FOXBOROUGH, Mass. — For the New England Patriots, much about this year has felt like a trip down the rabbit hole.

It started at the end of last season when they were overpowered in the AFC championship game loss to the Denver Broncos.

That was followed by quarterback Tom Brady’s decision this spring to end his long Deflategate fight and accept a four-game suspension that will begin at the start of this season.

It set the stage for one of the oddest preseasons of Brady’s career, one that saw the 39-year-old take a back seat to backup Jimmy Garoppolo while peparing to miss his first regular-season start since 2008.

A torn left ACL in the opener that year rendered him unable to play. This time he’s a healthy, forced spectator.

“I think that’s a good word – ‘uncharted,'” Brady said of his situation for the first month of the season. “So we’ll just do the best we can do.”

It has put the keys of one of the AFC’s top franchises in the hands of Garoppolo, a first-time starter. But there are even more unknowns about a team that enters the season dealing with more issues than it has been accustomed to in the Coach Bill Belichick era.

“It’s out of our control,” Belichick said of the prospect of being without Brady. “We’re not worried about it, we’re moving forward. Control what we can control and do what we can do.”

Garoppolo will become just the third opening-day starter at quarterback that the Patriots have had since 1996.

“I’ve prepared like this for the last two years, so I think that’s a big steppingstone for me and definitely helped out,” he said.

It won’t be that easy.

In addition to Brady’s absence, the Patriots will be without captain and defensive end Rob Ninkovich after he received a four-game ban for violating the NFL’s policy on performance enhancing substances. That’s on top of the reported triceps issue that sidelined him during camp.

There are also unknowns on offense that could affect New England’s early production.

Tight end Rob Gronkowski, the offensive centerpiece, has been limited with an undisclosed issue and is not expected to play in the opener Sunday at Arizona after not seeing any preseason action. Receiver Danny Amendola also didn’t appear in any preseason games as he continues to work his way back from knee and ankle surgeries.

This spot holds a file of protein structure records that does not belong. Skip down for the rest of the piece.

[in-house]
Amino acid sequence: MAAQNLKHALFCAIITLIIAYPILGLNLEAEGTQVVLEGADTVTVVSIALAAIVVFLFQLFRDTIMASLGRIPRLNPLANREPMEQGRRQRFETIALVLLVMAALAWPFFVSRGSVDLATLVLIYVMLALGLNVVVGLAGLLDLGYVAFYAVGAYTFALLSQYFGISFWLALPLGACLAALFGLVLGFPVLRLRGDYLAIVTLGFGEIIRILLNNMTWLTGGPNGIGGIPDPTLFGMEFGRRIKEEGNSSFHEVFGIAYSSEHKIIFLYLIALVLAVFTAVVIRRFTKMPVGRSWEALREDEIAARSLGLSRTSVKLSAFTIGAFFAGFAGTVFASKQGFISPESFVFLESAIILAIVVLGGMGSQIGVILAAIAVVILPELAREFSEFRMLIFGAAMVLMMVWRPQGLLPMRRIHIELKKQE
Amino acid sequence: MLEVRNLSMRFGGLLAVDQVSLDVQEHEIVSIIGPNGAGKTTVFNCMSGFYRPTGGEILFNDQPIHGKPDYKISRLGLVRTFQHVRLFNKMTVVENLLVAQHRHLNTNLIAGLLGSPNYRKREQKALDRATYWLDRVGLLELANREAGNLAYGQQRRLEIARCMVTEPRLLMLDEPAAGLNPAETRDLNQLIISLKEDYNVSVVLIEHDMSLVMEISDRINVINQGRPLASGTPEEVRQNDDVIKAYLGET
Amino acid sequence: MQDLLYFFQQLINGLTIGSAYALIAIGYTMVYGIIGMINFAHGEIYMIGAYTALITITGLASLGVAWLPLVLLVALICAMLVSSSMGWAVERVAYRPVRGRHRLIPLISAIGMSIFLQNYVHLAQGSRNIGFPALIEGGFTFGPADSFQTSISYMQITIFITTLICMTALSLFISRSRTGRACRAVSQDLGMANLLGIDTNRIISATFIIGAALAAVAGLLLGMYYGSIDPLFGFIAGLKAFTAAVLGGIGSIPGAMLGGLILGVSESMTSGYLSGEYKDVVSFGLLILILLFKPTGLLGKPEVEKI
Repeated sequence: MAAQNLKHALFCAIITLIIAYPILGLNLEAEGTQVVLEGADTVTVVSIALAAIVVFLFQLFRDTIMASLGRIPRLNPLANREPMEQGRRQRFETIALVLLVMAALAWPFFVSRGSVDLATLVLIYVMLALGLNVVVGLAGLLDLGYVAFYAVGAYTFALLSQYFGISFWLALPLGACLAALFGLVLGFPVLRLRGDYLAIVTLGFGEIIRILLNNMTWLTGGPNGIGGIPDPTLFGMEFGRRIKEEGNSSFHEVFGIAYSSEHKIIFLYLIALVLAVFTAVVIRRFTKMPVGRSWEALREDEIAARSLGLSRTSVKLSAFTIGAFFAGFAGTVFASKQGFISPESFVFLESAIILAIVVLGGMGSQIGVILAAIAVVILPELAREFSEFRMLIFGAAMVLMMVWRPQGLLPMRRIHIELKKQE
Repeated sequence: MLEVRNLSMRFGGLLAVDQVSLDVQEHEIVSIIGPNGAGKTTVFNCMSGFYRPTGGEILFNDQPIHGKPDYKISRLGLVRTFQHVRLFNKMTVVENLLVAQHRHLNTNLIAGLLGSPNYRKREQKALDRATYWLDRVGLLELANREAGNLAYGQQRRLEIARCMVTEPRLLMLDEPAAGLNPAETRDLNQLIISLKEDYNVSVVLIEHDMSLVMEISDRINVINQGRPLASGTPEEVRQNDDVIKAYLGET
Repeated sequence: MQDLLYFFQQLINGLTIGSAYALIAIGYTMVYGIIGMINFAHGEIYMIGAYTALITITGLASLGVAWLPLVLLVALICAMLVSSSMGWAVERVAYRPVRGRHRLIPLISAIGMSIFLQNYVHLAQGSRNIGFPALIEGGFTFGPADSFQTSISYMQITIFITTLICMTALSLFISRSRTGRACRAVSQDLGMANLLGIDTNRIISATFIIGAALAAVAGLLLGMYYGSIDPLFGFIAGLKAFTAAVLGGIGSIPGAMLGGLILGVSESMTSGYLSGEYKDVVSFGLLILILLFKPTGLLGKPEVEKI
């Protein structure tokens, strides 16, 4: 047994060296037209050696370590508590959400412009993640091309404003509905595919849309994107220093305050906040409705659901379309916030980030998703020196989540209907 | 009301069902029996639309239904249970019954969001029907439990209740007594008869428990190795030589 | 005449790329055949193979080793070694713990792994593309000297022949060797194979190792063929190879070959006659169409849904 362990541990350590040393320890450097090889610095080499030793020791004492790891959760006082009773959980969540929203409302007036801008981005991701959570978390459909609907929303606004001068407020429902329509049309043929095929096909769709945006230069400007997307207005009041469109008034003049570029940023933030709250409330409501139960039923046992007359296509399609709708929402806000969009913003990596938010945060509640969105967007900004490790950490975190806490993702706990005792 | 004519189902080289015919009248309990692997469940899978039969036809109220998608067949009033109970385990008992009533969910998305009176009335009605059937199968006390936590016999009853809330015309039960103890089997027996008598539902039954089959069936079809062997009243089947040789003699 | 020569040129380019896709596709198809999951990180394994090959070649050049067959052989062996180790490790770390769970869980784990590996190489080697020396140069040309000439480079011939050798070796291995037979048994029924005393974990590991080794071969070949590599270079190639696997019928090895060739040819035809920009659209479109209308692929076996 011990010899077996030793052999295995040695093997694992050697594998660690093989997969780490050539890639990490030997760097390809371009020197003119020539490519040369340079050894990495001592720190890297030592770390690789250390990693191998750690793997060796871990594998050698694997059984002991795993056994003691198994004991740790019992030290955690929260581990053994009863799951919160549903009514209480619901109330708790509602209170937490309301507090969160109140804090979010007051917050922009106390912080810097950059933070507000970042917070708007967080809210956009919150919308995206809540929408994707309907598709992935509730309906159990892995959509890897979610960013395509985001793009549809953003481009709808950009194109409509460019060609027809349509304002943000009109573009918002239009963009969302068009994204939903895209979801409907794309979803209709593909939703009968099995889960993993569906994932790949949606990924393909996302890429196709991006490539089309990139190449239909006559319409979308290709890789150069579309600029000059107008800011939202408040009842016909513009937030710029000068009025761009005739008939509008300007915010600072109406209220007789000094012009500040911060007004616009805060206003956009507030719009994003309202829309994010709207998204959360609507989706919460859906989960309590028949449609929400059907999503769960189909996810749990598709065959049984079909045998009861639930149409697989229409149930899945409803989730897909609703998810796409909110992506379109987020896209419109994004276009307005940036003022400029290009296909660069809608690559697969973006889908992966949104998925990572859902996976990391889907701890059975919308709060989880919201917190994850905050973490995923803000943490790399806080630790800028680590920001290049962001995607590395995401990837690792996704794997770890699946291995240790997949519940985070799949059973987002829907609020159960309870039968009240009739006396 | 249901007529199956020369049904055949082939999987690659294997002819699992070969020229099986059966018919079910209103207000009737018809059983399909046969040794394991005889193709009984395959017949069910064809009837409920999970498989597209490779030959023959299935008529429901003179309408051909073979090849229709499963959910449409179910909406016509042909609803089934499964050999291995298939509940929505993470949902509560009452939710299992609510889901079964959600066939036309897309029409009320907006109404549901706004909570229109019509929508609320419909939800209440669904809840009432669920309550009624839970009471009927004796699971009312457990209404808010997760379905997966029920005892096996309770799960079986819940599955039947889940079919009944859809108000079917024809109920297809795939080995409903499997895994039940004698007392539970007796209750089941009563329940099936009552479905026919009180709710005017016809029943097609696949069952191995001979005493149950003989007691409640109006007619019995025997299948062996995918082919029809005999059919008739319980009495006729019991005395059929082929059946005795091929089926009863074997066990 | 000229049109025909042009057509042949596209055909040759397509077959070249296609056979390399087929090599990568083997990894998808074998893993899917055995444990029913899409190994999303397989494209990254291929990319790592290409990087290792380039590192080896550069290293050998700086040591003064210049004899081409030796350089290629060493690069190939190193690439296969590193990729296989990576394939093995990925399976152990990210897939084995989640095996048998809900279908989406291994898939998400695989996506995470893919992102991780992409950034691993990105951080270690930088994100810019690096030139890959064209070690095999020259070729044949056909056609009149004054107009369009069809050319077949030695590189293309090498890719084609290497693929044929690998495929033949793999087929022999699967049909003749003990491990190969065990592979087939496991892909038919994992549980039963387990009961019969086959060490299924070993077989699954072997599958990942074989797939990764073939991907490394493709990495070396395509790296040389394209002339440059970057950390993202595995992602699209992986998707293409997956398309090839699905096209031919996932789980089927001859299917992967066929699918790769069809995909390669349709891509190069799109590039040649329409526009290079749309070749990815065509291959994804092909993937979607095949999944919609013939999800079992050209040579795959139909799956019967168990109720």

Then there’s running back Dion Lewis, who looked to be on his way back from tearing his left ACL in November but will start the season on the reserve/physically unable to perform list.

It leaves little margin for error for a team that opens the season at the highly regarded Cardinals.

Safety Devin McCourty said it would be incumbent on the veterans to carry the leadership duties with Brady out.

“I think it’s going to be a true team effort to try to replace what he’s built here and what he’s been able to do, week in and week out,” McCourty said.

Here are some other things to watch for from the Patriots this season:


One unit that enters the season intact is the secondary, led by McCourty, Malcolm Butler, Patrick Chung and Logan Ryan. Butler started all 16 regular-season games last season at left cornerback, McCourty and Chung each started 14 at safety, and Ryan had 14 starts at right cornerback. They will be counted on to lead a defense that allowed just 19.7 points per game and had 21 turnovers.


Offensive line improvement was a priority after New England allowed Brady to be sacked 38 times in 2015. The Patriots released center Bryan Stork and elevated second-year lineman David Andrews. Rookie Joe Thuney, a third-rounder, likely will get the nod at left guard. Nate Solder should start at left tackle and Marcus Cannon at right tackle with Sebastian Vollmer beginning the year on the PUP list. Right guard should fall to Jonathan Cooper, part of the Chandler Jones trade.


Cyrus Jones, the Patriots’ top pick in the draft, lived up to billing this preseason. In addition to establishing himself as a viable third cornerback with an interception and fumble recovery, he had several long punt returns to give New England more options on special teams.